After hours of deliberation, two failed motions and an accusation from the floor of a bishop directing people which way to vote, the General Conference voted to accept and enact a plan for unity presented by the Council of Bishops.
The motion to accept the bishops’ proposal eventually passed 425-408. It proclaims the intent of the bishops to appoint a commission to examine all paragraphs in the Book of Discipline associated with human sexuality, defer all votes related to human sexuality to the new commission and to address the issues in a possible special General Conference prior to 2020.
Business of the day started with a speech by Bishop Bruce Ough, which laid out the proposal by the Council of Bishops. His statement to the conference came 24 hours after a declaration Tuesday that the bishops proposed unity in the denomination without expressing an opinion on the human sexuality matters.
“Reaction for the most part had been positive,” Ough said of Tuesday’s statement at a news conference following his Wednesday address. “I know that’s not universally true. I think there’s generally been a positive response because our heart is to be a people that remain for the sake of the mission.”
The response to Tuesday’s statement did not directly impact the follow-up, Ough said.
“That was directly affected by the motion that came off the floor inviting the council to offer some additional leadership,” Ough said of the motion made Tuesday by the Rev. Mark Holland of Trinity United Methodist Church in Kansas City, Kansas. “I’m grateful for the motion.”
The Council of Bishops, Ough said, began its deliberations Tuesday afternoon after Holland’s motion.
“The body wanted some additional leadership, and it was helpful to hear from the body,” Ough said.
Soon after the bishop’s speech, the Rev. Adam Hamilton of United Methodist Church of the Resurrection in Leawood, Kansas, made a motion to accept the bishops’ proposal, citing specific petition numbers to be set aside. An amended petition that would have accepted the bishops’ proposal but continue debate and voting on human sexuality petitions was defeated handily.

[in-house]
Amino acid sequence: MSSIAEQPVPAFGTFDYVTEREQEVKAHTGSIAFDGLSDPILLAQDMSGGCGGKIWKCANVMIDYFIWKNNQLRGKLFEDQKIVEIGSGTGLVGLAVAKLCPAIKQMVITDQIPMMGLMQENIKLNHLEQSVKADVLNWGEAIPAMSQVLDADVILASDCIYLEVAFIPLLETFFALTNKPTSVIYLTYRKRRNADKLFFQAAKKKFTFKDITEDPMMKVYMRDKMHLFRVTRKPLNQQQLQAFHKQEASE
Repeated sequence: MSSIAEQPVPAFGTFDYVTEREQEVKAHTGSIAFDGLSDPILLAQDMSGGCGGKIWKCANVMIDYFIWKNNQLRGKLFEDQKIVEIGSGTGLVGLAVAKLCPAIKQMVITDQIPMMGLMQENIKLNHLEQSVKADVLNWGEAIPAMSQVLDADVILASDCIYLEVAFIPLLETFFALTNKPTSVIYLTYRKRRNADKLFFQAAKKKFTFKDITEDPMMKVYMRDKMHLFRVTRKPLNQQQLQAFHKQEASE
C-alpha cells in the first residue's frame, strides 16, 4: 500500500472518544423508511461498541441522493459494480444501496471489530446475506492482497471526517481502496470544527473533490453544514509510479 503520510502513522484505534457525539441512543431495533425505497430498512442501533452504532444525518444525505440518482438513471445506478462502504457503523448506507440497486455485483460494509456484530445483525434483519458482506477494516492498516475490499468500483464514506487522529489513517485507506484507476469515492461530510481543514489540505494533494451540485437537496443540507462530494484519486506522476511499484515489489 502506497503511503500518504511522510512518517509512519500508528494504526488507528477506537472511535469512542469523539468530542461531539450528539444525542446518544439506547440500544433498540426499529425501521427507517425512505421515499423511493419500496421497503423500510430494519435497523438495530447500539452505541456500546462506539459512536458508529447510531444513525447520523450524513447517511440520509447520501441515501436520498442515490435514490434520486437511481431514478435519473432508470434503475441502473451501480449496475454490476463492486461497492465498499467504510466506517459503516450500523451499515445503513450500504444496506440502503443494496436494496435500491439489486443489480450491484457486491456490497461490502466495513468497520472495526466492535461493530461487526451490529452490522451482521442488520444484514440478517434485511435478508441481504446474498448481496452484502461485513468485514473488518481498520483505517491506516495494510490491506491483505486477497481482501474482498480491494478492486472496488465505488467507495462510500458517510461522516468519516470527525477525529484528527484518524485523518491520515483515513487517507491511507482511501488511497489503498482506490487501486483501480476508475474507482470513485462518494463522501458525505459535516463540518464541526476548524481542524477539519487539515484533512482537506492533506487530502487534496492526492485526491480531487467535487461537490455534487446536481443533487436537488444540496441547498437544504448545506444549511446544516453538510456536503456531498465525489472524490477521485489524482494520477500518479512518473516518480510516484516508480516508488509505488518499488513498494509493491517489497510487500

After the lunch break, Hamilton’s motion failed 438-393.
Frustrated delegates then proceeded to the microphone to make what they said were points of order that the presiding bishop during the early afternoon plenary session, Bishop William T. McAlilly of the Nashville Episcopal Area, failed to hold to rules of order. One delegate from the East Coast stood to ask the bishop to recuse himself from presiding over the session, using a tone that drew support from some on the social media platform Twitter but far more criticism for being disrespectful.
The result of the motion offered by Hamilton brought disappointment among some Great Plains delegates prior to the bishops’ plan eventually passing.
“Totally confused and stunned,” said Sandy Simmons, an alternate lay delegate from Leavenworth, Kansas. “After we implored the bishops to help lead us and move us forward together, I’m surprised and stunned.”
Hamilton’s motion started by thanking the Council of Bishops for providing leadership requested by delegates the day before.
“We know you’re not of one mind and don’t speak for the church as a whole, but thank you,” he said.
The Rev. David Livingston, pastor of St. Paul’s UMC in Lenexa, Kansas, voiced on the floor his support for delaying a decision, even though a petition he wrote and was passed in 2015 during the Great Plains Annual Conference session would be delayed by two years or more.
“We have been sent here to get something done,” Livingston said, later adding that if it adds to meaningful conversation on the subject, “I would gladly defer that decision for two years.”
In his Wednesday address, Ough again called for unity and prayer, as well as a “complete examination and possible revision of every paragraph in our Book of Discipline regarding human sexuality.
“We continue to hear from many people on the debate over sexuality that our current Discipline contains language which is contradictory, unnecessarily hurtful and inadequate for the variety of local, regional and global contexts,” Ough said.
In the news conference, Ough said he understands the need to discuss the issues immediately.
“Part of the urgency is that we can’t stay where we’re at,” he said.
Asked if any openly gay or lesbian pastors would be included on such a commission, Ough replied, “We will make sure that all voices are present.”
Ough’s follow-up statement brought positive responses from some in the Great Plains Conference delegation.
“It’s clear the bishops really took their tasks seriously,” said the Rev. Stephanie Ahlschwede, pastor of Southgate UMC in Lincoln, Nebraska, and a reserve delegate. “When he talked about unity and unanimity not being the same, it really speaks from a socially diverse set of world views and theology, yet working to craft this statement together.
“So often the people looking for change are being told to wait. Yet this time when they’re told to wait, it comes from a place where I see more hope for all of us, a hope we will share stories and share that struggle together this time,” Ahlschwede added.